sd_journal_send (3) - Linux Man Pages
sd_journal_send: Submit log entries to the journal
sd_journal_print, sd_journal_printv, sd_journal_send, sd_journal_sendv, sd_journal_perror, SD_JOURNAL_SUPPRESS_LOCATION - Submit log entries to the journal
priority, const char *format, ...);
- int sd_journal_printv(int
priority, const char *format, va_list ap);
- int sd_journal_send(const char
- int sd_journal_sendv(const struct iovec
*iov, int n);
- int sd_journal_perror(const char
- int sd_journal_printv(int
sd_journal_printv() is similar to sd_journal_print() but takes a variable argument list encapsulated in an object of type va_list (see stdarg(3) for more information) instead of the format string. It is otherwise equivalent in behavior.
sd_journal_send() may be used to submit structured log entries to the system journal. It takes a series of format strings, each immediately followed by their associated parameters, terminated by NULL. The strings passed should be of the format "VARIABLE=value". The variable name must be in uppercase and consist only of characters, numbers and underscores, and may not begin with an underscore. (All assignments that do not follow this syntax will be ignored.) The value can be of any size and format. It is highly recommended to submit text strings formatted in the UTF-8 character encoding only, and submit binary fields only when formatting in UTF-8 strings is not sensible. A number of well known fields are defined, see systemd.journal-fields(7) for details, but additional application defined fields may be used. A variable may be assigned more than one value per entry.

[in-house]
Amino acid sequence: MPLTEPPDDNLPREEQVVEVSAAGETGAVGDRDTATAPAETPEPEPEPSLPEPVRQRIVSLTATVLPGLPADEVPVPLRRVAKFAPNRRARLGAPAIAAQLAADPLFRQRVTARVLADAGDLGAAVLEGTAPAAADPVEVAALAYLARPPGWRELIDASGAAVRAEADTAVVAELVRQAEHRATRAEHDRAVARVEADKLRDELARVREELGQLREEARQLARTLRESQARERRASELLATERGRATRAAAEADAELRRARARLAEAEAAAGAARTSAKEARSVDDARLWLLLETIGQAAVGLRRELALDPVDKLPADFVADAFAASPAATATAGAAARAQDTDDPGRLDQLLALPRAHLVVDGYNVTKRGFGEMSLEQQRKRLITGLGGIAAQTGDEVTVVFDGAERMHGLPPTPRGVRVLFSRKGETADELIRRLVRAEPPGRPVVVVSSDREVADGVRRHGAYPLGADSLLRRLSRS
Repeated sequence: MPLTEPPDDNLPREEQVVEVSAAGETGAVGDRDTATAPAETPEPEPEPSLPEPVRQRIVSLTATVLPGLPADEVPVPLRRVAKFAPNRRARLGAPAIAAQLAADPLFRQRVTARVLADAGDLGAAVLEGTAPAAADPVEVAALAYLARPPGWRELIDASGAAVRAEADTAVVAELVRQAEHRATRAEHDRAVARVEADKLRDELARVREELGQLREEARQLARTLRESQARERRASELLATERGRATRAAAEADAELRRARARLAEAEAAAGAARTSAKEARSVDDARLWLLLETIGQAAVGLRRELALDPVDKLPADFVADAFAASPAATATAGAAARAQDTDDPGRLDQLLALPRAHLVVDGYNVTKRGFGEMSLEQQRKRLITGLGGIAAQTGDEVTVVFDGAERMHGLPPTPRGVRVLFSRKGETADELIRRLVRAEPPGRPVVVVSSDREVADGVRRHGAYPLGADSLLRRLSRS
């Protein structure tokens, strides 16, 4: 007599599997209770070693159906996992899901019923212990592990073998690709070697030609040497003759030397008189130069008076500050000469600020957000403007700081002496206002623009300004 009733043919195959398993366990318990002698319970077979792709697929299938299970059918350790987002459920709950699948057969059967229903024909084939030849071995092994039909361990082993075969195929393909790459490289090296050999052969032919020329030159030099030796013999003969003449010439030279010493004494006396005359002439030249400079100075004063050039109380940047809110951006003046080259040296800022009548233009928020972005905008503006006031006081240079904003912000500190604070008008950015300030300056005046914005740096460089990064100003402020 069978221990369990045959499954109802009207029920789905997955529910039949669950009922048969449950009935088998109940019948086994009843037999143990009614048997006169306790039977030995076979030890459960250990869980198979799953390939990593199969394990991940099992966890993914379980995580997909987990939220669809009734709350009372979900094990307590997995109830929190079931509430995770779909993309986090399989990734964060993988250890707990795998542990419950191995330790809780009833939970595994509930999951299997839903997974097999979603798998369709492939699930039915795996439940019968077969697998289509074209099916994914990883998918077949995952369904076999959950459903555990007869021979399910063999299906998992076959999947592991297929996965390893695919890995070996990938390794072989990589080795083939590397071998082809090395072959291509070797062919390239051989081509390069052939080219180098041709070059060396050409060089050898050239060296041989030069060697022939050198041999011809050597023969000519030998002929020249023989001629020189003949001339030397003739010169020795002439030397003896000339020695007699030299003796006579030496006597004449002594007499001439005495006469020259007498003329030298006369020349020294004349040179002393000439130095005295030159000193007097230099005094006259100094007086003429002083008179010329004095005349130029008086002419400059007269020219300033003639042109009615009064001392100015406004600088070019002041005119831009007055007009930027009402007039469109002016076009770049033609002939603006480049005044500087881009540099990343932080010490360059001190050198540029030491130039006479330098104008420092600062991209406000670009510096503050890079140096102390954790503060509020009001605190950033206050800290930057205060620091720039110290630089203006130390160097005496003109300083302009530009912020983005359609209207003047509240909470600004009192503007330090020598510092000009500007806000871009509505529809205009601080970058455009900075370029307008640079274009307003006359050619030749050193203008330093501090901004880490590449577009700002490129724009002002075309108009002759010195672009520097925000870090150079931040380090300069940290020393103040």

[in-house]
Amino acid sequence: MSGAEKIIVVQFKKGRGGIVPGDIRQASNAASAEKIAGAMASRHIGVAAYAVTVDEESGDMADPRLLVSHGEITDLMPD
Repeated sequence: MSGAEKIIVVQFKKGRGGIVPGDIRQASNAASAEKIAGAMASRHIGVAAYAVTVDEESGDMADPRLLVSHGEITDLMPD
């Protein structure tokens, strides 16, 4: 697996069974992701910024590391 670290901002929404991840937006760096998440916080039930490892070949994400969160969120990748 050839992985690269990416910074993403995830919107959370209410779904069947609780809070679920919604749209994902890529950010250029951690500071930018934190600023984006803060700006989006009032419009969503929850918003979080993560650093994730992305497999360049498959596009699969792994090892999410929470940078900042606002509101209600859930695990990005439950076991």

sd_journal_sendv() is similar to sd_journal_send() but takes an array of struct iovec (as defined in uio.h, see readv(3) for details) instead of the format string. Each structure should reference one field of the entry to submit. The second argument specifies the number of structures in the array. sd_journal_sendv() is particularly useful to submit binary objects to the journal where that is necessary.
sd_journal_perror() is a similar to perror(3) and writes a message to the journal that consists of the passed string, suffixed with ": " and a human readable representation of the current error code stored in errno(3). If the message string is passed as NULL or empty string, only the error string representation will be written, prefixed with nothing. An additional journal field ERRNO= is included in the entry containing the numeric error code formatted as decimal string. The log priority used is LOG_ERR (3).
Note that sd_journal_send() is a wrapper around sd_journal_sendv() to make it easier to use when only text strings shall be submitted. Also, the following two calls are mostly equivalent:
sd_journal_print(LOG_INFO, "Hello World, this is PID %lu!", (unsigned long) getpid()); sd_journal_send("MESSAGE=Hello World, this is PID %lu!", (unsigned long) getpid(), "PRIORITY=%i", LOG_INFO, NULL);
Note that these calls implicitly add fields for the source file, function name and code line where invoked. This is implemented with macros. If this is not desired, it can be turned off by defining SD_JOURNAL_SUPPRESS_LOCATION before including sd-journal.h.
syslog(3) and sd_journal_print() may largely be used interchangeably functionality-wise. However, note that log messages logged via the former take a different path to the journal server than the later, and hence global chronological ordering between the two streams cannot be guaranteed. Using sd_journal_print() has the benefit of logging source code line, filenames, and functions as metadata along all entries, and guaranteeing chronological ordering with structured log entries that are generated via sd_journal_send(). Using syslog() has the benefit of being more portable.
The four calls return 0 on success or a negative errno-style error code. The errno(3) variable itself is not altered.
If systemd-journald(8) is not running (the socket is not present), those functions do nothing, and also return 0.
ASYNC SIGNAL SAFETY
sd_journal_sendv() is "async signal safe" in the meaning of signal(7).
interfaces are available as a shared library, which can be compiled and linked to with the